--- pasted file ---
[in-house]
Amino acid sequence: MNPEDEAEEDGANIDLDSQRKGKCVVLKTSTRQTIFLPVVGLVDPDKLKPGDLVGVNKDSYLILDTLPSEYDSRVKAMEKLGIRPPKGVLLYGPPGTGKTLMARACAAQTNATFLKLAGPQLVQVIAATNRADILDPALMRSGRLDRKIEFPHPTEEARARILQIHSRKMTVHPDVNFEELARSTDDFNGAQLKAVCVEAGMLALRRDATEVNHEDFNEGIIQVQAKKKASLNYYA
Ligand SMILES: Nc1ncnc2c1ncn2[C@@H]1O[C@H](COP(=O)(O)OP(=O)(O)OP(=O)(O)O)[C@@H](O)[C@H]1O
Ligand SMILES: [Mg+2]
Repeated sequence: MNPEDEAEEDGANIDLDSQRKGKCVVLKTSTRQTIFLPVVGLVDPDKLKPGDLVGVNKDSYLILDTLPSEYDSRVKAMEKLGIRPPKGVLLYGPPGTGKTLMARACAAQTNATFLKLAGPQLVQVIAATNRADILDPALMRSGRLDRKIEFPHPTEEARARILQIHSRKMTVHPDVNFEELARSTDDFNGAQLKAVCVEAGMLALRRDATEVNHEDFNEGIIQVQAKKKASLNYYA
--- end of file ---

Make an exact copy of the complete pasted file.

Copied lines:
[in-house]
Amino acid sequence: MNPEDEAEEDGANIDLDSQRKGKCVVLKTSTRQTIFLPVVGLVDPDKLKPGDLVGVNKDSYLILDTLPSEYDSRVKAMEKLGIRPPKGVLLYGPPGTGKTLMARACAAQTNATFLKLAGPQLVQVIAATNRADILDPALMRSGRLDRKIEFPHPTEEARARILQIHSRKMTVHPDVNFEELARSTDDFNGAQLKAVCVEAGMLALRRDATEVNHEDFNEGIIQVQAKKKASLNYYA
Ligand SMILES: Nc1ncnc2c1ncn2[C@@H]1O[C@H](COP(=O)(O)OP(=O)(O)OP(=O)(O)O)[C@@H](O)[C@H]1O
Ligand SMILES: [Mg+2]
Repeated sequence: MNPEDEAEEDGANIDLDSQRKGKCVVLKTSTRQTIFLPVVGLVDPDKLKPGDLVGVNKDSYLILDTLPSEYDSRVKAMEKLGIRPPKGVLLYGPPGTGKTLMARACAAQTNATFLKLAGPQLVQVIAATNRADILDPALMRSGRLDRKIEFPHPTEEARARILQIHSRKMTVHPDVNFEELARSTDDFNGAQLKAVCVEAGMLALRRDATEVNHEDFNEGIIQVQAKKKASLNYYA